MIAMI – When Cincinnati Reds interim manager Jim Riggleman spoke to reporters Thursday, Los Angeles Angels designated hitter Shohei Ohtani was at the plate on a nearby TV screen.
It brought up the natural question whether Michael Lorenzen, now that he’s being used as a starting pitcher, could be used in a role like Ohtani.
Lorenzen will make his second start of the season Sunday against the Miami Marlins.
“If he’s a starter like Ohtani was, he would get a lot of pinch-hitting performances when you only have a four-man bench during the first five months of the season,” Riggleman said. “I could see him going on the double switch into the outfield type of thing a little bit. They are able to DH (Ohtani).”
Without the DH in the National League, it makes it harder to find a spot in the field for everyday at-bats.
“We really don’t even talk about it that much,” Riggleman said. “I think we all kind of know he could do it, but if you’re trying to put him in the outfield, we’ve got say (Jesse) Winker or (Scott) Schebler out there. They are pretty good. They can hit so are you really gaining anything there?”
Ohtani no longer pitches after the Angels recommended Tommy John surgery for his damaged ulnar collateral ligament in his pitching elbow. He likely won’t pitch again until 2020.
Before the injury, the 24-year-old Ohtani proved that he could be a useful two-way player. As a designated hitter, he’s batting .292 this year with 20 homers and 55 RBI. He owns a .374 on-base percentage.
Ohtani recorded a 3.31 ERA in 10 starts, striking out 63 in 51 ⅔ innings. He wouldn’t hit on the day before a start or the day afterward. Plus, he would pitch on a six-day schedule, taking one more day of rest than the usual starting pitcher.
“I’m actually really happy for him because he’s opened the door for other people,” Lorenzen said of Ohtani. “I couldn’t be envious because without him doing what he’s doing and taking the type of discount that he took to come over to the USA and play Major League Baseball, that was a huge step for him. Because of that, it’s given a guy like me more opportunities. Only respect for him and everything that he’s doing.”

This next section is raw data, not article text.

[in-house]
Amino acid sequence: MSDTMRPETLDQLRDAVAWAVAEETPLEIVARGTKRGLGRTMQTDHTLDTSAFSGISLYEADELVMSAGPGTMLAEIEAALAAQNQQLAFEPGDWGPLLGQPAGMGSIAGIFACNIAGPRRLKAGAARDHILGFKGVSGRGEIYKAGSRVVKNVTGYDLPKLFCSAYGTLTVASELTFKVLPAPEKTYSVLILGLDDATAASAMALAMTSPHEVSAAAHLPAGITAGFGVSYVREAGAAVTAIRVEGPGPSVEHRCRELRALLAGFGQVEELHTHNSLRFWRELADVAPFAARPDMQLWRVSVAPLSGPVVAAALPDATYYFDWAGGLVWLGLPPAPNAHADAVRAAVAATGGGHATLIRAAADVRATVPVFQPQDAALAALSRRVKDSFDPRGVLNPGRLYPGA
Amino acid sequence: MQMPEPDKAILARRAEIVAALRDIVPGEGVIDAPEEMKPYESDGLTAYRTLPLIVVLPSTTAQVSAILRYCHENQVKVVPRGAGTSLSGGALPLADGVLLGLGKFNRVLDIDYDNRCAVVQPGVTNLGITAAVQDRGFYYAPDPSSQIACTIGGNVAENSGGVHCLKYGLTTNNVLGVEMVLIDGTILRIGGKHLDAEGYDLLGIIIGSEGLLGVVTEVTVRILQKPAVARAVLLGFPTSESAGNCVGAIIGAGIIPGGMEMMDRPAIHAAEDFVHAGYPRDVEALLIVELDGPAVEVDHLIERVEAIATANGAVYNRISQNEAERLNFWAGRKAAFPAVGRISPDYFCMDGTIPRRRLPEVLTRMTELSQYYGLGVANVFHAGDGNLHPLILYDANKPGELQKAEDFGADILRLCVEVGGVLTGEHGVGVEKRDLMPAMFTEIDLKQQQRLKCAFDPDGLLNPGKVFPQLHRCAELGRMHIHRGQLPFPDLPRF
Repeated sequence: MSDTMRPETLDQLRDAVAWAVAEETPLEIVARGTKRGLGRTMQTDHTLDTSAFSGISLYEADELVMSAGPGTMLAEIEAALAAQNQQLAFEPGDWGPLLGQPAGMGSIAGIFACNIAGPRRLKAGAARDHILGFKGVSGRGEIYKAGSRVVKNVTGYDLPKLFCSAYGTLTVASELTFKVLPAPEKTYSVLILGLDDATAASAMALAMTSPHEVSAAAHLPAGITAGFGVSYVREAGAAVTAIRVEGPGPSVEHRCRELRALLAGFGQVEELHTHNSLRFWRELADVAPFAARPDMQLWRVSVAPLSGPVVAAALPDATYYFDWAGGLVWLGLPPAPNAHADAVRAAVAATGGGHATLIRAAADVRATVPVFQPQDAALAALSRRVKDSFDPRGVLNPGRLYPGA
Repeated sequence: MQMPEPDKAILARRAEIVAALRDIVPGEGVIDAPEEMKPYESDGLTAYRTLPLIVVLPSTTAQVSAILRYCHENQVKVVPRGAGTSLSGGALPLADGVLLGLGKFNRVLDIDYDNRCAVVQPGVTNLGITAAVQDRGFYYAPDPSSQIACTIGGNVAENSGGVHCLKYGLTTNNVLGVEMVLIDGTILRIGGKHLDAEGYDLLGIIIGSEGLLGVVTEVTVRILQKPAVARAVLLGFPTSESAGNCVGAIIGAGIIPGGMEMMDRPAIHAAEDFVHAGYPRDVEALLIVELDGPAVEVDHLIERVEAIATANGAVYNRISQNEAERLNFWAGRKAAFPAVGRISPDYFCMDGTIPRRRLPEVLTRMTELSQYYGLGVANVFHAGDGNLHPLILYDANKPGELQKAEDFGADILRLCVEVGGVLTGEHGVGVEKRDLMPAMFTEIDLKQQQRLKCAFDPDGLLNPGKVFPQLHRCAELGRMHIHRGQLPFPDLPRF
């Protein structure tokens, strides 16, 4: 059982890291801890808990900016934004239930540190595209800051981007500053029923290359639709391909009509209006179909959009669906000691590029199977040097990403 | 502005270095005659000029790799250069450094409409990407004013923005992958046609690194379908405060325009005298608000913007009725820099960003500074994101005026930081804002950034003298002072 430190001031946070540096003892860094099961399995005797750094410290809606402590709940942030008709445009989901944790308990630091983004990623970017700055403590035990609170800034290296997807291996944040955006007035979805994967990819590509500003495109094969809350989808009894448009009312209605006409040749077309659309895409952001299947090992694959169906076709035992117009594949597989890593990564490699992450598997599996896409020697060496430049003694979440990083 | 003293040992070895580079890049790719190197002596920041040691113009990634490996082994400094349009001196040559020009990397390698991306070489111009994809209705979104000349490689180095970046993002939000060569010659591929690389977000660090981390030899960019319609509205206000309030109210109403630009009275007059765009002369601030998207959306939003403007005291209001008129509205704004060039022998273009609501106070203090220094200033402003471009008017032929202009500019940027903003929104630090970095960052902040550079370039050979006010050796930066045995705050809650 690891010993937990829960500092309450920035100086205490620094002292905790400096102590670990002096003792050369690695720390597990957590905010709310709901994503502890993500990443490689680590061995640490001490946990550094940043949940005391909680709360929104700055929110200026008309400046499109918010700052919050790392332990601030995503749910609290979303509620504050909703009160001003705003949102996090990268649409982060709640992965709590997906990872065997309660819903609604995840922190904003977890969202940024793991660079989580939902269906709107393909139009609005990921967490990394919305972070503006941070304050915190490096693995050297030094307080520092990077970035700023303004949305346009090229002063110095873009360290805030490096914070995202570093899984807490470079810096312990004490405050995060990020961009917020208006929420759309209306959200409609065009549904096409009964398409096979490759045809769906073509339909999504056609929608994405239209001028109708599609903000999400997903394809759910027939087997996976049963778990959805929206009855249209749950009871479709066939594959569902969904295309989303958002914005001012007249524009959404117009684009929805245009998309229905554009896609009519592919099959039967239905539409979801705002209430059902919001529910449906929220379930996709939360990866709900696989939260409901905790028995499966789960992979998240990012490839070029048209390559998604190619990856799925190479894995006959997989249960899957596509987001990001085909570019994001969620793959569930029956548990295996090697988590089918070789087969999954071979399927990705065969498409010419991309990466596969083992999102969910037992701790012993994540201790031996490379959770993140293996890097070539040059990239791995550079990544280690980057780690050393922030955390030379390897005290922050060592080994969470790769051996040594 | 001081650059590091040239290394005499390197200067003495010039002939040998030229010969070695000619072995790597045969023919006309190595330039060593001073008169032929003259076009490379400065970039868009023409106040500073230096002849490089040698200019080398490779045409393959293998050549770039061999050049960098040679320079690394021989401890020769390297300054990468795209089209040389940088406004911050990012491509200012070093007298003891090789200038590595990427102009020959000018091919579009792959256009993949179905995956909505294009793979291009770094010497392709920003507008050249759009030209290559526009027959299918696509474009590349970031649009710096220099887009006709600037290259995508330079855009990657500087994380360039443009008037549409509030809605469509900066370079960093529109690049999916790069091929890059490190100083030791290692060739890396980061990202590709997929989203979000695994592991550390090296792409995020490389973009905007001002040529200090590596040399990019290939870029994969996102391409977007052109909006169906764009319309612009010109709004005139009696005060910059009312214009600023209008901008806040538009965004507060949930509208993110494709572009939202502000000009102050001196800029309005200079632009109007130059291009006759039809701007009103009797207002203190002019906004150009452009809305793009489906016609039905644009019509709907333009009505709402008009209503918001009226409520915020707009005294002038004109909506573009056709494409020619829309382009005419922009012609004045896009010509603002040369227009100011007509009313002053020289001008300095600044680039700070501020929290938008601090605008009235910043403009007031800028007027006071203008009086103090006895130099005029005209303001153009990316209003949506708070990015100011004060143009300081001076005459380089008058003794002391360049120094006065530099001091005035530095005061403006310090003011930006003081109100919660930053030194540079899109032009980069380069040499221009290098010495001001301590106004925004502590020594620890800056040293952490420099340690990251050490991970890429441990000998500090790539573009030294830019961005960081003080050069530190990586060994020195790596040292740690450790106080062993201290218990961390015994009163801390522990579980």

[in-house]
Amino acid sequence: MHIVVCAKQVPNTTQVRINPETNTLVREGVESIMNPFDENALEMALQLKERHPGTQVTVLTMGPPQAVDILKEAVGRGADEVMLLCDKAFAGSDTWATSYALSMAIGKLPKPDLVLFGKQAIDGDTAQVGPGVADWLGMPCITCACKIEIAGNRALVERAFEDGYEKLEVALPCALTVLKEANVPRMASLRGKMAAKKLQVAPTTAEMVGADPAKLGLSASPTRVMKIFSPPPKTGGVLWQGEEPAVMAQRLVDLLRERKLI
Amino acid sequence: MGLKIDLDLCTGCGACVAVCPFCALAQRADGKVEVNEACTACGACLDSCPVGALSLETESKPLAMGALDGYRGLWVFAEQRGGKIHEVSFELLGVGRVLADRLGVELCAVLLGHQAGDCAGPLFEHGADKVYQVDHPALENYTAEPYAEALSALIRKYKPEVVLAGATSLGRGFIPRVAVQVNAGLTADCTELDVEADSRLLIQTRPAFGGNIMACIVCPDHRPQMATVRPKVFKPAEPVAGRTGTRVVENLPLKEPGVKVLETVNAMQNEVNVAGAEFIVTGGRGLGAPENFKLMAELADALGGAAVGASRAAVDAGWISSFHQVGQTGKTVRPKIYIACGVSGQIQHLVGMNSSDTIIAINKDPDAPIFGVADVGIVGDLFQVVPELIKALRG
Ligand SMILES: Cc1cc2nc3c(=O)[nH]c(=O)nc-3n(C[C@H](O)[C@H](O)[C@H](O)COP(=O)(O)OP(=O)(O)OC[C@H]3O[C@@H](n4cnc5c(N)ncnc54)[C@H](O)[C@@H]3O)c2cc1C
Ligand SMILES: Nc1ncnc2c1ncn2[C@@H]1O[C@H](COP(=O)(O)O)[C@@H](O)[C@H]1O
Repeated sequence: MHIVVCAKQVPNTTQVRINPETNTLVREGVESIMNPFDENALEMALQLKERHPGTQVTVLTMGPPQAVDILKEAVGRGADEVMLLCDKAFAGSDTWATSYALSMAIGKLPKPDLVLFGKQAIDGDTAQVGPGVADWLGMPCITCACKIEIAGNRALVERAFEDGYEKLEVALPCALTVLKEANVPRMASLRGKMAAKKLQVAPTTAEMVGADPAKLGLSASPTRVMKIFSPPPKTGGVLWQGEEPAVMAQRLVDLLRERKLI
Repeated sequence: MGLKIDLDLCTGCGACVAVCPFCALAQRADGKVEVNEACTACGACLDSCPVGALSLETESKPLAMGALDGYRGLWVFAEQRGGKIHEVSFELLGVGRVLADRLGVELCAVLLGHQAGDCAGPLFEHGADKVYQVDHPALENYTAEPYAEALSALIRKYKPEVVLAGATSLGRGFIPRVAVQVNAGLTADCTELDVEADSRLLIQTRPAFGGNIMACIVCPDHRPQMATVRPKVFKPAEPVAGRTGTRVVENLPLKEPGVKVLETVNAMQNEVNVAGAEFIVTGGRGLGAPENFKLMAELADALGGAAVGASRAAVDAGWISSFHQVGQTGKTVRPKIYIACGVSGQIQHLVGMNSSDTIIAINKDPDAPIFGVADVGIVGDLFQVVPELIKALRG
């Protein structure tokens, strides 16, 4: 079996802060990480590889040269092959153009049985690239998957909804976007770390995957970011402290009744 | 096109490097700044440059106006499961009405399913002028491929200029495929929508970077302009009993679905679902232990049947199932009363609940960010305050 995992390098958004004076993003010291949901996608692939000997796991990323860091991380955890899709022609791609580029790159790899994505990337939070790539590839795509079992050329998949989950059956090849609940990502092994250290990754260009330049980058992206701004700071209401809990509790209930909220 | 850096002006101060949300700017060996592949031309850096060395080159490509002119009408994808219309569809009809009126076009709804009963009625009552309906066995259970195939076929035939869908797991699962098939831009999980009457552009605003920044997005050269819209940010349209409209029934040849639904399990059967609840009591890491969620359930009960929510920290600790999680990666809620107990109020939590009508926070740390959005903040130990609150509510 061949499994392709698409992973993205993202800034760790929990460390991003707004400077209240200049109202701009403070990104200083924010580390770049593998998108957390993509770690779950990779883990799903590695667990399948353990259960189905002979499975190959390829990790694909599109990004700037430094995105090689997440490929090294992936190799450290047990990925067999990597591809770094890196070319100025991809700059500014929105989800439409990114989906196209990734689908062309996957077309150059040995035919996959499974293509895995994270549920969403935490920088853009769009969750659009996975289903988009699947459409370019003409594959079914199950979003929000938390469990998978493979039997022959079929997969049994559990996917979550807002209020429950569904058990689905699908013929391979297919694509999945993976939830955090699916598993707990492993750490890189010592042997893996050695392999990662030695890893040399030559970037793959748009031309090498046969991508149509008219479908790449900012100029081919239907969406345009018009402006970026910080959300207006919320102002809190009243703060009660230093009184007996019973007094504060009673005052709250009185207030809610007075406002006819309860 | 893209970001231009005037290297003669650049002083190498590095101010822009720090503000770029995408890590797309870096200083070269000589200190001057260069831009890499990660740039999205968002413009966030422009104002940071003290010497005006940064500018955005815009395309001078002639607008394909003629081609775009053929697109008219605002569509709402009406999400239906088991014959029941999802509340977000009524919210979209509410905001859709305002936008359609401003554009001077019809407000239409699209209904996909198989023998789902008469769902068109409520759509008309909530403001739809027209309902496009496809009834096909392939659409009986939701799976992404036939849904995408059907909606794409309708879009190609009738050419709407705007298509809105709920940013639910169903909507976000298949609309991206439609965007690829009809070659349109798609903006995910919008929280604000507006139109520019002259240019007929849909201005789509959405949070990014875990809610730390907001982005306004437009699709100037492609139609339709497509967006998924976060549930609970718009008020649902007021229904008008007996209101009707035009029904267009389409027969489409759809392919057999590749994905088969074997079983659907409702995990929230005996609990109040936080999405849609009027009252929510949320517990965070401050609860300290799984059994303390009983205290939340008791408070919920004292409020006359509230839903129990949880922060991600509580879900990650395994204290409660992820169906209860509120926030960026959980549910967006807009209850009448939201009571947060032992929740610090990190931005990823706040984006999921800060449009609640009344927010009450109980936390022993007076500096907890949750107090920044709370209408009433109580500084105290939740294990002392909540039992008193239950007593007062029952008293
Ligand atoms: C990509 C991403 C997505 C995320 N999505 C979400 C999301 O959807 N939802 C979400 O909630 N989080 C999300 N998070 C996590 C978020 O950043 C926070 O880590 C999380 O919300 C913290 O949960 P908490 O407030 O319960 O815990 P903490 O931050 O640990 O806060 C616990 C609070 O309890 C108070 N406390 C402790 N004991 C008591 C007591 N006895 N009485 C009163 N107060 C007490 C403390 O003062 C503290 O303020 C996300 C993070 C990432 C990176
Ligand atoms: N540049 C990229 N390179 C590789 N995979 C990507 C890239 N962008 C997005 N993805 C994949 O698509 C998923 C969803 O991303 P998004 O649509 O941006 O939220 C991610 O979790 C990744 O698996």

Lorenzen, who is hitting .296 with four homers and nine RBI in 27 at-bats this season, has always believed he could be a two-way player at the Major League level. The reason he wants to start is that he believes it will give him more opportunities to be used elsewhere on days he isn’t pitching.
Even as a reliever this year, Lorenzen pinch-hit in seven games that he didn’t pitch. He played one inning in right field and was a pinch-runner during the ninth inning of another game.
“I think we would just use him as needed if it ever came to using him anything more than a pitcher,” Riggleman said. “I think as the need arose, we’d feel confident he could go out there and, most importantly, not hurt himself. Maybe he could hit one out of the park here and now again.”
One of the biggest benefits if Lorenzen was a starter, Riggleman said, is that he could provide insurance for a short bench.
“Say it’s the 10th inning and you put your last position up to pinch-hit knowing that you still have (Lorenzen) available to go in. If somebody got hurt, he could go play in the outfield and be pretty natural at it,” Riggleman said. “You can do that with a lot of guys but you’re afraid they are going to get hurt, they crash into a wall or they dive for a ball. He’s so athletic that I think he could get away with some of that stuff.”
Lorenzen, the 38th pick in the 2013 MLB Draft, is confident that his pitching could translate to a full-time starter. The last time he was in the Reds’ rotation was his rookie season in 2015.
“I don’t think that door should be shut quite yet,” Lorenzen said. “I work extremely hard to get better and take care of my body to maintain a pitch count throughout a game and maintain my velocity throughout a season, no matter how many innings you have me throw.”